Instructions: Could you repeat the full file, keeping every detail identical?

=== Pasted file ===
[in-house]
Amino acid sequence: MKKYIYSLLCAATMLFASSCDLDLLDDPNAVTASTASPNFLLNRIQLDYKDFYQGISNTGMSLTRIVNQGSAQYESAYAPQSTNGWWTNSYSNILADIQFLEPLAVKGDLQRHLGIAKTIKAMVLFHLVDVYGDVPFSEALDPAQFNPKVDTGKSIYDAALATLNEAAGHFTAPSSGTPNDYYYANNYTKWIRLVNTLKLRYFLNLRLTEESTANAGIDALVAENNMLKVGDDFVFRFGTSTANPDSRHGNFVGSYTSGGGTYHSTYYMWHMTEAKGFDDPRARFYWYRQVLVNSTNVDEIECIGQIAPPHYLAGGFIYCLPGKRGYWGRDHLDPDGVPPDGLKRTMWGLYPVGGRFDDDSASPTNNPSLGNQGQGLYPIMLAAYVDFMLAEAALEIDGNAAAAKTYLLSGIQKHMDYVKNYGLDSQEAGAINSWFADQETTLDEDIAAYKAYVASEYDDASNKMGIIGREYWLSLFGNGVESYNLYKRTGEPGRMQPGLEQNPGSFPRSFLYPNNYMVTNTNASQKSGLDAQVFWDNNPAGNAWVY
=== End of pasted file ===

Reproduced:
[in-house]
Amino acid sequence: MKKYIYSLLCAATMLFASSCDLDLLDDPNAVTASTASPNFLLNRIQLDYKDFYQGISNTGMSLTRIVNQGSAQYESAYAPQSTNGWWTNSYSNILADIQFLEPLAVKGDLQRHLGIAKTIKAMVLFHLVDVYGDVPFSEALDPAQFNPKVDTGKSIYDAALATLNEAAGHFTAPSSGTPNDYYYANNYTKWIRLVNTLKLRYFLNLRLTEESTANAGIDALVAENNMLKVGDDFVFRFGTSTANPDSRHGNFVGSYTSGGGTYHSTYYMWHMTEAKGFDDPRARFYWYRQVLVNSTNVDEIECIGQIAPPHYLAGGFIYCLPGKRGYWGRDHLDPDGVPPDGLKRTMWGLYPVGGRFDDDSASPTNNPSLGNQGQGLYPIMLAAYVDFMLAEAALEIDGNAAAAKTYLLSGIQKHMDYVKNYGLDSQEAGAINSWFADQETTLDEDIAAYKAYVASEYDDASNKMGIIGREYWLSLFGNGVESYNLYKRTGEPGRMQPGLEQNPGSFPRSFLYPNNYMVTNTNASQKSGLDAQVFWDNNPAGNAWVY